It should not take a tragedy for the Himalaya to change its approach to mountain development. Yet every disaster that occurs is a poignant reminder that narrow solutions to short term threats are not the way forward.
On Sunday, 7 February, a glacier near Nanda Devi was bulldozed by a massive rockfall which triggered a tsunami-strength rush of water, killing hundreds downstream. This flood was yet another sign that the Himalayan region must take a broader view on climate action–one that addresses the drivers of glacial instability and considers the climate system as a whole.
The climate crisis is particularly potent in the Himalaya, where the glaciers on the roof of the world are disappearing at an unprecedented scale, losing over a quarter of their volume in the last four decades alone. Mountain dwellers and more than 1 billion people living downstream will suffer from its consequences.
One fifth of the world’s population is now at risk of water scarcity as the frozen fresh water above them disappears, and downstream communities live in fear of being washed away in unpredictable floods. To make matters worse, ice melts to form lakes, which absorb heat and speed up the melting of the glaciers. As of 2020, Nepal alone held 2,070 of these glacial lakes, 47 of which were at high flood risk.
There is a sizeable body of research on glacial lakes and their threats to downstream communities. Proposed solutions include risk knowledge and assessment, monitoring and early warning systems, and structural mitigation activities like construction of gated outlet channels to control the release of water from swelling lakes. Yet, limited climate adaptation funding means that despite these potential solutions, returning to the example of Nepal, only two out of 2,070 lakes have had their levels reduced.
If glacial lake outburst floods are such a pressing environmental threat, why is more action not being taken? Responsibility for managing future floods is passed like a baton from activists to scientists to policy makers and back, each group blaming something different for the lack of concrete action.
We need more research, we have wasted too much time on research, we need more finance, we need science-based policy, why does the developed world not step in? And on and on. In this ever-changing blame game, no one takes responsibility, and it is the most vulnerable who suffer.
The problem is not solely a lack of finance or research, but a flawed outlook on climate change itself. In a drought-prone region, it is costly and perhaps short-sighted to drain freshwater from natural reservoirs into the ocean through the Himalayan river system. The fact that there is not yet a way to safely harness glacial water should not serve as the end of our innovation.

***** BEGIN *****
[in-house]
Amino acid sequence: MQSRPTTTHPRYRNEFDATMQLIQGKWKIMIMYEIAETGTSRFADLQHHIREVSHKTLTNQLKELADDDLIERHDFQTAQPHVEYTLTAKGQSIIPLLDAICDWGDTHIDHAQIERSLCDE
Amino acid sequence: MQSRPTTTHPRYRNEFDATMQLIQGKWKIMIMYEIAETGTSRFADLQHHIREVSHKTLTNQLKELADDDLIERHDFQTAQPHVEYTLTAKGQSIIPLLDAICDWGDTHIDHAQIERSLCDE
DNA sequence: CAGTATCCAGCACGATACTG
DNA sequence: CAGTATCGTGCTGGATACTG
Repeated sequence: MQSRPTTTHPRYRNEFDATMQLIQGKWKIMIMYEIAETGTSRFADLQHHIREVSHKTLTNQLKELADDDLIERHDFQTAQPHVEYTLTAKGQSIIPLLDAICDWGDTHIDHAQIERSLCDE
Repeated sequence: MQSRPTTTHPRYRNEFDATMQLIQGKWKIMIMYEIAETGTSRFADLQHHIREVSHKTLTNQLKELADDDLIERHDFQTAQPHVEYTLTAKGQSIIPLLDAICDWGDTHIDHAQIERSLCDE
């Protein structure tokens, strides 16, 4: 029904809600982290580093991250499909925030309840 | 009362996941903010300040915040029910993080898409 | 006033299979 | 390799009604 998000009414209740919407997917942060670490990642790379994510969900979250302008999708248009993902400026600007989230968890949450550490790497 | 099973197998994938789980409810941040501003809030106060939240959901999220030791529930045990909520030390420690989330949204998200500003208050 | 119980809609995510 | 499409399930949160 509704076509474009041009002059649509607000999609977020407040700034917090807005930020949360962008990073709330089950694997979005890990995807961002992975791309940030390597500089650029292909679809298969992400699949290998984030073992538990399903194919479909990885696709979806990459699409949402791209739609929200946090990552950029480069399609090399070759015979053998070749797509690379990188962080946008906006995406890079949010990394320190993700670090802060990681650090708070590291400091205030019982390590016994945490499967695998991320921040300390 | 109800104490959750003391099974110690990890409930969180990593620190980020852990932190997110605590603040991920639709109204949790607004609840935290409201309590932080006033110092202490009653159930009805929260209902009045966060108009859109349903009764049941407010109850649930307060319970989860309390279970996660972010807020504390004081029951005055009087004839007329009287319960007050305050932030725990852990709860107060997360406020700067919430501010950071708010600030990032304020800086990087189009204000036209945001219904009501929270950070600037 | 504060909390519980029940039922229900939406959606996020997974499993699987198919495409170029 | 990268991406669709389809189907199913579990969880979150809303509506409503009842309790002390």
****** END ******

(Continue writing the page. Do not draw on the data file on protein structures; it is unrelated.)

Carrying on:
Some experts have proposed that these glacial lakes could work as dams to retain meltwater–which could be tapped to produce hydropower and help farmers in drought prone months. This is just one example of how innovation must look past immediate threats and solutions to address the broader systems of environmental change at work.
For too long, the Himalayan region has overlooked the impact of their domestic policies and local environmental degradation, and instead blamed the west for the greenhouse gas in the atmosphere.
Yet atmospheric carbon is not the only driver of ice loss. Black carbon from fires, cookstoves and diesel engines is a growing threat to glacial stability lurking right in the Himalaya’s backyard. This regional pollution darkens the surface of the glaciers, accelerates melting, and cannot be blamed on faraway foreign governments.
As sustainability has emerged as a key developmental agenda in response to climate change, the time has come to look beyond reliance on international finance and external blame It is time to reconceptualise the Himalayan region’s relationship with climate action and mountain development.
The Himalaya hold a wealth of local and indigenous knowledge from communities who have lived in harmony with the mountains for centuries. Rather than relying on narrow technological solutions to the immediate threat of glacial floods, the way forward is to look at the Himalayan climate system as a whole. Local knowledge can point to a more thoughtful, effective path that taps into nature-based solutions and centers a systems science approach to climate action.
We need an interdisciplinary approach that takes responsibility for our own contributions to the climate crisis while acknowledging our agency in creating regional results. We need to change the way we think about glacial melting and climate action in the Himalaya and introduce a broader view.
It is time to end the blame-game, time to move away from narrow solutions that only address one aspect of the impact of the climate crisis on Himalaya. Glacial melting, ecosystem change, and water resource management are all connected and must be treated as such.